- Fibromyalgia (a long-term condition that causes pain all over the body);
- Dryness (of eyes and mouth);
- Long-term health conditions.
By addressing quality of life using a holistic approach across all connective tissue disease diagnoses, we hope to improve quality of life of people living with these conditions. This involves considering the overall wellbeing of an individual, and may include management strategies such as psychosocial support, pacing strategies (ways to ensure we have enough energy to complete an activity) and lifestyle advice.
Treatment and clinical trials
There are no specific medications approved for use in patients with UCTD. Instead, medications and therapies used in other connective tissue diseases are prescribed including:
- Pain relief, or analgesics (such as paracetamol) and nonsteroidal anti-inflammatory drugs (NSAIDs including ibuprofen) for joint and muscle aches or pains;
- Steroid creams for rashes;
- Hydroxychloroquine which modifies parts of the immune system and may help with joint pain, rashes, mouth ulcers and other symptoms.
There have been no clinical trials in UCTD, and patients are currently excluded from trials in other connective tissue diseases. This is because there is no agreed definition of UCTD, no agreed outcome measure(s) to determine whether there has been a response to a treatment, and a perception that this condition is mild and of minimal impact to the patient.
As a consequence, there is a lack of high-quality evidence for how best to treat people with UCTD. It is vital that we raise awareness of UCTD, and work towards evidence-based treatments to improve the lives of people affected.
To address these challenges, researchers at The University of Manchester led by Prof Ian Bruce (Professor of Rheumatology, Honorary Consultant Rheumatologist and Director of NIHR Manchester Biomedical Research Centre), Prof Ben Parker (Consultant Rheumatologist and Co-director of the NIHR Manchester Clinical Research Facility), and Dr Tracy Briggs (Consultant Geneticist and Specialist in lupus genetics), are working to understand the genes and pathways involved in UCTD. This will allow us to move towards better markers for diagnosis, widen our understanding of the disease and develop new treatment options.
Research from the Lupus Extended Autoimmune Phenotype (LEAP) study found that common disease pathways can be measured across connective tissue diseases. An inflammatory protein, called type I interferon, is raised in a group of patients across all connective tissue diseases, including UCTD. This shows that although people may have different diagnoses, they have similar features underlying their disease.
More research is needed, but future clinical trials could consider targeting individuals with the same underlying pathway involved, rather than the same disease. This would allow a more directed approach to treatment.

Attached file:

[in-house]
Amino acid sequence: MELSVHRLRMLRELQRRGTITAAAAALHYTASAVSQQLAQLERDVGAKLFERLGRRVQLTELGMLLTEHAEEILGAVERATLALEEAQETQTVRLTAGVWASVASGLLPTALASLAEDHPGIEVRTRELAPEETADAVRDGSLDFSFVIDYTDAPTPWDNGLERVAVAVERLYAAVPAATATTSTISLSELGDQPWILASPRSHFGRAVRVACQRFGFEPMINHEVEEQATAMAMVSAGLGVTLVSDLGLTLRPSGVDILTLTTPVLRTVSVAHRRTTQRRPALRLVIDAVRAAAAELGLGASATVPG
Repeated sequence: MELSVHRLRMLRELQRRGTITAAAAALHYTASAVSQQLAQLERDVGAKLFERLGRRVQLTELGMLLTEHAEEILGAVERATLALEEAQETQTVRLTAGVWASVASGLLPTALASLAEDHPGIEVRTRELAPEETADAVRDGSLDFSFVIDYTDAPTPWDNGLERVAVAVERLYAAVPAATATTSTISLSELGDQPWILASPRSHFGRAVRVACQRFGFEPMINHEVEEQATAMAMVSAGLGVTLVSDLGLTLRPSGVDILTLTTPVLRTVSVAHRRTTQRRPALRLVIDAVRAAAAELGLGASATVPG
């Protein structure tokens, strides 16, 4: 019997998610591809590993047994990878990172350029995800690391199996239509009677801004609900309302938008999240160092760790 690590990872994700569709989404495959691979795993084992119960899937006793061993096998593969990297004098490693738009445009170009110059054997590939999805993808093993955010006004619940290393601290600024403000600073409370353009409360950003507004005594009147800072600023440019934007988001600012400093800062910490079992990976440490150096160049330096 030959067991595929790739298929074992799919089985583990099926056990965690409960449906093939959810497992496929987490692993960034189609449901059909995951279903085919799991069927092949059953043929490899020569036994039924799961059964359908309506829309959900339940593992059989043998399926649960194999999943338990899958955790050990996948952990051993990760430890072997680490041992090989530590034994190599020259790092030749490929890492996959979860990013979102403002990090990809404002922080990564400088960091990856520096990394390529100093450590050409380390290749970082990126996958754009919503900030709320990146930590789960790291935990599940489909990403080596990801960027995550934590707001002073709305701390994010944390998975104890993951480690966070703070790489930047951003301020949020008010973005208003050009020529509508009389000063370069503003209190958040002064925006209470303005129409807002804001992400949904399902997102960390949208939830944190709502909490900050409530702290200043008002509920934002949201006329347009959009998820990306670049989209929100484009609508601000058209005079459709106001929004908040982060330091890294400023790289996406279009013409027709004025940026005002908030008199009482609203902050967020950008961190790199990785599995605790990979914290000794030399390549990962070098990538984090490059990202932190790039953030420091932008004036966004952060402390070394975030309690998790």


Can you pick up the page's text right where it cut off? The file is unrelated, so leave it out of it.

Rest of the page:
By raising awareness of this under-studied disease, we can work towards providing better support and treatments for people with UCTD. This will ultimately improve quality of life and long-term outcomes in this condition.
Alida Bennett was diagnosed with UCTD and lived with it for eight years before being diagnosed with psoriatic arthritis this year. I first met up with Alida last year when she travelled up to Manchester to take part in the LEAP study, which includes patients with UCTD. This study aims to systematically assess patients with a connective tissue disease to determine the underlying mechanisms driving these diseases.
“There is an utter lack of understanding of the hidden costs that I believe all UCTD patients live with, alongside all those who live with a chronic condition,” Alida says.
“These diseases are invisible, that is well publicised, but what is not considered is the invisible cost. The cost to relationships, family, self-esteem and mental health are huge, and the only way these can be taken into consideration in both treatment and research is to listen to patients – they are the only people who know what it’s like to live with a chronic condition.
“UCTD may not be life threatening, but it is certainly life limiting, and in my experience, having had treatment for UCTD for eight years, it is not understood, and those hidden costs are hugely underestimated.
The psychological impact of living with a ‘something and nothing’ disease, which was robbing me of options in my life – stealing the stamina and physical ability I needed to be the mum I wanted to be, preventing me from continuing hobbies which required physical exertion – is almost impossible to quantify. I found myself, in desperation, hoping that there was something amiss in my regular blood tests, hoping to be diagnosed with something ‘real’, so there might be access to a treatment that might work.